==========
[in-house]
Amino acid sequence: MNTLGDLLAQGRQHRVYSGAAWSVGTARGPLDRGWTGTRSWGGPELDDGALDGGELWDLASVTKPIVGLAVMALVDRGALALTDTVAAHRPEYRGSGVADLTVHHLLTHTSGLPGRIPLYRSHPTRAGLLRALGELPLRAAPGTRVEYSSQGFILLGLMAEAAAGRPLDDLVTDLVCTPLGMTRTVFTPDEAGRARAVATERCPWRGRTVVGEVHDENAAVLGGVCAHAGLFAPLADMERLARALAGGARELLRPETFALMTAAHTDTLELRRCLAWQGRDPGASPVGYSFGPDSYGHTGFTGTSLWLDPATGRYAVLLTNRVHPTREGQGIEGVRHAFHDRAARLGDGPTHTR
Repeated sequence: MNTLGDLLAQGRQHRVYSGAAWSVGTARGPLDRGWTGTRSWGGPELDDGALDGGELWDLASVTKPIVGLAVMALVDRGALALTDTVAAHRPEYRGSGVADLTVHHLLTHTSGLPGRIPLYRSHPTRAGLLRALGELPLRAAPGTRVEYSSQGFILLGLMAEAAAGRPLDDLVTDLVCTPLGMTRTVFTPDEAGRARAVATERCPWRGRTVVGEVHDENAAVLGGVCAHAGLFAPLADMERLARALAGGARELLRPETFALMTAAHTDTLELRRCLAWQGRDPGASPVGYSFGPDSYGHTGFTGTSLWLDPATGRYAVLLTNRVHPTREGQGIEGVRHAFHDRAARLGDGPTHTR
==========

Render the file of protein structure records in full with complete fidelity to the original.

[in-house]
Amino acid sequence: MNTLGDLLAQGRQHRVYSGAAWSVGTARGPLDRGWTGTRSWGGPELDDGALDGGELWDLASVTKPIVGLAVMALVDRGALALTDTVAAHRPEYRGSGVADLTVHHLLTHTSGLPGRIPLYRSHPTRAGLLRALGELPLRAAPGTRVEYSSQGFILLGLMAEAAAGRPLDDLVTDLVCTPLGMTRTVFTPDEAGRARAVATERCPWRGRTVVGEVHDENAAVLGGVCAHAGLFAPLADMERLARALAGGARELLRPETFALMTAAHTDTLELRRCLAWQGRDPGASPVGYSFGPDSYGHTGFTGTSLWLDPATGRYAVLLTNRVHPTREGQGIEGVRHAFHDRAARLGDGPTHTR
Repeated sequence: MNTLGDLLAQGRQHRVYSGAAWSVGTARGPLDRGWTGTRSWGGPELDDGALDGGELWDLASVTKPIVGLAVMALVDRGALALTDTVAAHRPEYRGSGVADLTVHHLLTHTSGLPGRIPLYRSHPTRAGLLRALGELPLRAAPGTRVEYSSQGFILLGLMAEAAAGRPLDDLVTDLVCTPLGMTRTVFTPDEAGRARAVATERCPWRGRTVVGEVHDENAAVLGGVCAHAGLFAPLADMERLARALAGGARELLRPETFALMTAAHTDTLELRRCLAWQGRDPGASPVGYSFGPDSYGHTGFTGTSLWLDPATGRYAVLLTNRVHPTREGQGIEGVRHAFHDRAARLGDGPTHTR